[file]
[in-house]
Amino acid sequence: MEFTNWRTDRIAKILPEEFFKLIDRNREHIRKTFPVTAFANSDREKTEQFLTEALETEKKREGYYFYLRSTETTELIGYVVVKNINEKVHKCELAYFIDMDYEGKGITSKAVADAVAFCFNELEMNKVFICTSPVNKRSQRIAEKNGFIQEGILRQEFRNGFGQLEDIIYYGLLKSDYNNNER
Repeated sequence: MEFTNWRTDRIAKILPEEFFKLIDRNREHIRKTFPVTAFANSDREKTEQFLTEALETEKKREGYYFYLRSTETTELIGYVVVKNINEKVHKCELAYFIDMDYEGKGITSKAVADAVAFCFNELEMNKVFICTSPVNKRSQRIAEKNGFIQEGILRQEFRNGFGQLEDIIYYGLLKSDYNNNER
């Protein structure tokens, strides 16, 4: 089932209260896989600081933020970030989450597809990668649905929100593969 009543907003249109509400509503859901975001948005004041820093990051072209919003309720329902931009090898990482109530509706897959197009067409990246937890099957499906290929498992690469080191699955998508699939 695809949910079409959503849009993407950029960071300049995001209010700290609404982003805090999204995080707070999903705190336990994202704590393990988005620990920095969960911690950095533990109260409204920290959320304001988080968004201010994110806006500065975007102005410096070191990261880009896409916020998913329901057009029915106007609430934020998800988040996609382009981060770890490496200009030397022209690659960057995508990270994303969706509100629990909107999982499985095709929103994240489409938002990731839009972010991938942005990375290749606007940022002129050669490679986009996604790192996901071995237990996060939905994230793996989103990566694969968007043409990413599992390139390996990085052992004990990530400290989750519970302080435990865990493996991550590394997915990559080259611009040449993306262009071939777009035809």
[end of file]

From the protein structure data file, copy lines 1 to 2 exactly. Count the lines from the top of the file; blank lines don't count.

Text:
[in-house]
Amino acid sequence: MEFTNWRTDRIAKILPEEFFKLIDRNREHIRKTFPVTAFANSDREKTEQFLTEALETEKKREGYYFYLRSTETTELIGYVVVKNINEKVHKCELAYFIDMDYEGKGITSKAVADAVAFCFNELEMNKVFICTSPVNKRSQRIAEKNGFIQEGILRQEFRNGFGQLEDIIYYGLLKSDYNNNER